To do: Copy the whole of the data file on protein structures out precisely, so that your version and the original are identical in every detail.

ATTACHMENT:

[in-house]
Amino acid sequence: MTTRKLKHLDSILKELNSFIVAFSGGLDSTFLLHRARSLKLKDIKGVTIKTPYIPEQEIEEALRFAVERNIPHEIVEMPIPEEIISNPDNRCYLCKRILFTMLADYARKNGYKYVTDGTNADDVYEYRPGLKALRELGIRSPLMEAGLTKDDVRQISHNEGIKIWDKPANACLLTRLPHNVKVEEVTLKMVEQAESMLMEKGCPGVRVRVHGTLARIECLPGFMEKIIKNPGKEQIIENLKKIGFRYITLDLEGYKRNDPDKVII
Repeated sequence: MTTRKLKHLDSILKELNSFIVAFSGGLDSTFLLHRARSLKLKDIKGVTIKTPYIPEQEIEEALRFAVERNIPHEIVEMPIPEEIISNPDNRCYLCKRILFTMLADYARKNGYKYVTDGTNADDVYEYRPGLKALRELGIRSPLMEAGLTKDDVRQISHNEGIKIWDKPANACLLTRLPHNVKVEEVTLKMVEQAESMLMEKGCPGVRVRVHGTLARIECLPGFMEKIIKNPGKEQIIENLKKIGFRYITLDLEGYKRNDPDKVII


[in-house]
Amino acid sequence: MTTRKLKHLDSILKELNSFIVAFSGGLDSTFLLHRARSLKLKDIKGVTIKTPYIPEQEIEEALRFAVERNIPHEIVEMPIPEEIISNPDNRCYLCKRILFTMLADYARKNGYKYVTDGTNADDVYEYRPGLKALRELGIRSPLMEAGLTKDDVRQISHNEGIKIWDKPANACLLTRLPHNVKVEEVTLKMVEQAESMLMEKGCPGVRVRVHGTLARIECLPGFMEKIIKNPGKEQIIENLKKIGFRYITLDLEGYKRNDPDKVII
Repeated sequence: MTTRKLKHLDSILKELNSFIVAFSGGLDSTFLLHRARSLKLKDIKGVTIKTPYIPEQEIEEALRFAVERNIPHEIVEMPIPEEIISNPDNRCYLCKRILFTMLADYARKNGYKYVTDGTNADDVYEYRPGLKALRELGIRSPLMEAGLTKDDVRQISHNEGIKIWDKPANACLLTRLPHNVKVEEVTLKMVEQAESMLMEKGCPGVRVRVHGTLARIECLPGFMEKIIKNPGKEQIIENLKKIGFRYITLDLEGYKRNDPDKVII